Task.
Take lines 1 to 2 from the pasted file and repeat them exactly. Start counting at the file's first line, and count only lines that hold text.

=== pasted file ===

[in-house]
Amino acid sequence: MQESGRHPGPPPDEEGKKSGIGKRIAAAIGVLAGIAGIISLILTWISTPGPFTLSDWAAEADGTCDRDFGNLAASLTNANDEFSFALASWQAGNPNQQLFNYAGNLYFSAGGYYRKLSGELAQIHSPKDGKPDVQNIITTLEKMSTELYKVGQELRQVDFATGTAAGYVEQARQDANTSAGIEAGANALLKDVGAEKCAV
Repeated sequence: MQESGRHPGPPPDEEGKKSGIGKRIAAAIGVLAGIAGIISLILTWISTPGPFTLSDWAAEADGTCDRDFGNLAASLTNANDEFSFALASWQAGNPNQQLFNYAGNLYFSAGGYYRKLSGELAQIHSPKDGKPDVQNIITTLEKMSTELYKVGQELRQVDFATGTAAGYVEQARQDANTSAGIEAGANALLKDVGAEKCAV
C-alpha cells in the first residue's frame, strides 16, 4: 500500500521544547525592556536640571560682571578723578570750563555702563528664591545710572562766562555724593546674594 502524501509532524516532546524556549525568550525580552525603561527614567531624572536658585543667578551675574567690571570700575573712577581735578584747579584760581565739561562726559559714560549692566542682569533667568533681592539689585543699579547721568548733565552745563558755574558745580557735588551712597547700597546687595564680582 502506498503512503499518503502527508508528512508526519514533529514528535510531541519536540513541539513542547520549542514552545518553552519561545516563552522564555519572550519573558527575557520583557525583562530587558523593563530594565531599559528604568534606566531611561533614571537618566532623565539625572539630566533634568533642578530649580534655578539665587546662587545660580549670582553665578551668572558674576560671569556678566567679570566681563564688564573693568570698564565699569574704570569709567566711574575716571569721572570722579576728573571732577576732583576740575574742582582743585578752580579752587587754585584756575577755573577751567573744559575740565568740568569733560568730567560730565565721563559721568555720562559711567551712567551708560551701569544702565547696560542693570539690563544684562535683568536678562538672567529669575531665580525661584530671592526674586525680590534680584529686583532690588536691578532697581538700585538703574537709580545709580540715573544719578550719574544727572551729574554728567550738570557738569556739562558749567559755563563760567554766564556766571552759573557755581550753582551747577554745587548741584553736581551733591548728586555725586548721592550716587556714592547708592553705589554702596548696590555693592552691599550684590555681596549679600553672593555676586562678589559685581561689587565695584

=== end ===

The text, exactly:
[in-house]
Amino acid sequence: MQESGRHPGPPPDEEGKKSGIGKRIAAAIGVLAGIAGIISLILTWISTPGPFTLSDWAAEADGTCDRDFGNLAASLTNANDEFSFALASWQAGNPNQQLFNYAGNLYFSAGGYYRKLSGELAQIHSPKDGKPDVQNIITTLEKMSTELYKVGQELRQVDFATGTAAGYVEQARQDANTSAGIEAGANALLKDVGAEKCAV